The European Commission has set a very ambitious and extensive agenda to promote a green and digital transformation across the European Union. The aim is to meet the EU’s climate targets and to create a sustainable digital operating environment — a true digital single market.
In this process, transport has been identified as one of the EU’s key sectors. The sector provides a fruitful ground for great synergies. By effectively applying the EU’s long-term work in promoting digitalisation and the automation of transport systems, we can reduce the significant carbon footprint of the sector.
In the midst of all the new initiatives to implement the EU’s ambitious new green and digital agenda, the European Commission has also announced its plan to revise the ITS Directive (2010/40/EU), which sets a uniform framework for the deployment of intelligent transport systems in the European Union. The Commission is expected to publish its legislative proposal on this revision in autumn 2021.
The update is topical right now
The Commission’s intention to update the regulatory environment established by the ITS Directive has been warmly welcomed by the industry and relevant stakeholders. This is no surprise, considering how fast technological development and digital transformation are progressing in our societies, including in transport. Additionally, the Directive has not been updated since its adoption in 2010.
In Finland’s view, the key objective of this regulatory review is two-fold. Firstly, the European Union must bring the ITS Directive up to date with the ongoing developments in digital transformation and bring it in line with the wider EU-level actions that are aimed at creating the basis for a digital single market. Secondly, the new regulatory framework should endorse as effectively as possible the new green vision of the European Union.
Equal opportunities, technology neutrality and interoperability
To meet these goals, the EU must also ensure that the operating environment established by the ITS Directive continues to provide a level playing field and equal opportunities to all parties, while concurrently promoting technology neutrality, interoperability and the effective uptake of new digital solutions, services and technologies across the whole European Union. We also need to continue our efforts to improve the availability and reusability of data on fair, reasonable and non-discriminatory terms. In this work, generic operating models should be favoured, as this would enable the seamless use of data in different modes of transport and in different sectors.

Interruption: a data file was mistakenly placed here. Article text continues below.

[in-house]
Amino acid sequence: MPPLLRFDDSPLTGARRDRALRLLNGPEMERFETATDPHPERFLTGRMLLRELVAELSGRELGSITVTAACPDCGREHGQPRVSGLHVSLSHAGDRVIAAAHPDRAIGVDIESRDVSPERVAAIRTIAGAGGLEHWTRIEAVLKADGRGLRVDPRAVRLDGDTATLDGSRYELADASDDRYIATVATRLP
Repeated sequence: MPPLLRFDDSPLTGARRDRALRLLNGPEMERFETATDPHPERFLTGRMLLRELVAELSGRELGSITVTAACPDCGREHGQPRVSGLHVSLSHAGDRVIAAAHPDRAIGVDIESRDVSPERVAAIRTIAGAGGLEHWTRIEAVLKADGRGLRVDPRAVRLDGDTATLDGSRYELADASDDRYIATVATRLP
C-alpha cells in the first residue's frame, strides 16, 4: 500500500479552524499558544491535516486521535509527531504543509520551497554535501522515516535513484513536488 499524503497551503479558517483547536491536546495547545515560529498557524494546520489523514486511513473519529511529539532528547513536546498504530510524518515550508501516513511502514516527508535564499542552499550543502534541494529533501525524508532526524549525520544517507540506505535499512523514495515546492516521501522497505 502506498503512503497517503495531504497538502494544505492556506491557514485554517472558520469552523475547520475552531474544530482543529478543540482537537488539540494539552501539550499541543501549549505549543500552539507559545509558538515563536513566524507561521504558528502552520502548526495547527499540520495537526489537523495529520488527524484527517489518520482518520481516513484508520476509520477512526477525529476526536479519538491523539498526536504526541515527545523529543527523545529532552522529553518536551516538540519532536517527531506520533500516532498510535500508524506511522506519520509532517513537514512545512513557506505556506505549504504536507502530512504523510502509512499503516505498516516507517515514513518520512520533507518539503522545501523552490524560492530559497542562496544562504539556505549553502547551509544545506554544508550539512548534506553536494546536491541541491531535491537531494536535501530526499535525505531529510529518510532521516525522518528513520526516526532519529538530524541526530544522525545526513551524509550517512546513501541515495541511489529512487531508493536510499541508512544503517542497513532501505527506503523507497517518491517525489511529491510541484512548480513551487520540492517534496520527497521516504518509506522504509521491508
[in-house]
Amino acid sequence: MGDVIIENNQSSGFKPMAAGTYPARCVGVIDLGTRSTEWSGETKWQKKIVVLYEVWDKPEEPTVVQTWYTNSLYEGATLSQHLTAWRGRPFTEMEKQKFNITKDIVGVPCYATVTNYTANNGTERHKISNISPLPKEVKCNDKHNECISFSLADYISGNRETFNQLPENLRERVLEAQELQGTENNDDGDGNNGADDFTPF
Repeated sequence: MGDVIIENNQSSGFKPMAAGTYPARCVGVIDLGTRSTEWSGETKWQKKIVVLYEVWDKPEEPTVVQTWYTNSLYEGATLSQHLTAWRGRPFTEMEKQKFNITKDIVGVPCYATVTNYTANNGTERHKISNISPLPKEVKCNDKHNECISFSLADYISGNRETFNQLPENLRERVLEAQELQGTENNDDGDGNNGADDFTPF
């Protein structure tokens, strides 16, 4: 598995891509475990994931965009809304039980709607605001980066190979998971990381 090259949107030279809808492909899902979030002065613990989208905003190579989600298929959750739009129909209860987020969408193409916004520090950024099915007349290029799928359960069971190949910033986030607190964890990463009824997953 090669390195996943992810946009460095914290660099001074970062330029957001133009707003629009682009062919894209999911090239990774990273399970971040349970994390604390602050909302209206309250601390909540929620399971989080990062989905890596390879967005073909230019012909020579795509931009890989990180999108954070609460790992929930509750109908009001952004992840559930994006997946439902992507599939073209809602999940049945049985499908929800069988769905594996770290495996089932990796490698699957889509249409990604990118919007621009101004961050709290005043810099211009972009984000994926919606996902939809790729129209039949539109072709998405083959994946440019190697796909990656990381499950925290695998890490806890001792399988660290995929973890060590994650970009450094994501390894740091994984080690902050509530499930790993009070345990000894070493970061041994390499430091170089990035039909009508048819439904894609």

At the same time, to strengthen the competitiveness of the European transport sector and to promote new jobs, we have to make sure that the market environment provides the best possible conditions for future investments. In this respect, sector-specific special legislation on transport and administrative obligations should only cover situations where this is essential, in order to achieve the societal objectives set for the review of the Directive.
Implementation requires close and well-coordinated cooperation
The wide spectrum of EU actions aimed at promoting the green and digital transition and the creation of a digital single market require close and well-coordinated cooperation within the European Commission and between the EU institutions and the Member States. Finland calls for all EU-level actions and legislative initiatives to proceed systematically and to form a coherent and consistent whole.
Finland is fully committed to the EU’s joint objectives of promoting the safe, efficient and sustainable movement of people and goods. Consequently, Finland is very much looking forward to ensuring that the next steps in the sustainable development of transport and mobility, including intelligent transport systems, can be taken in the EU. I am personally excited about these prospects and fully convinced that we can succeed in this together.
Senior Ministerial Adviser, Data Department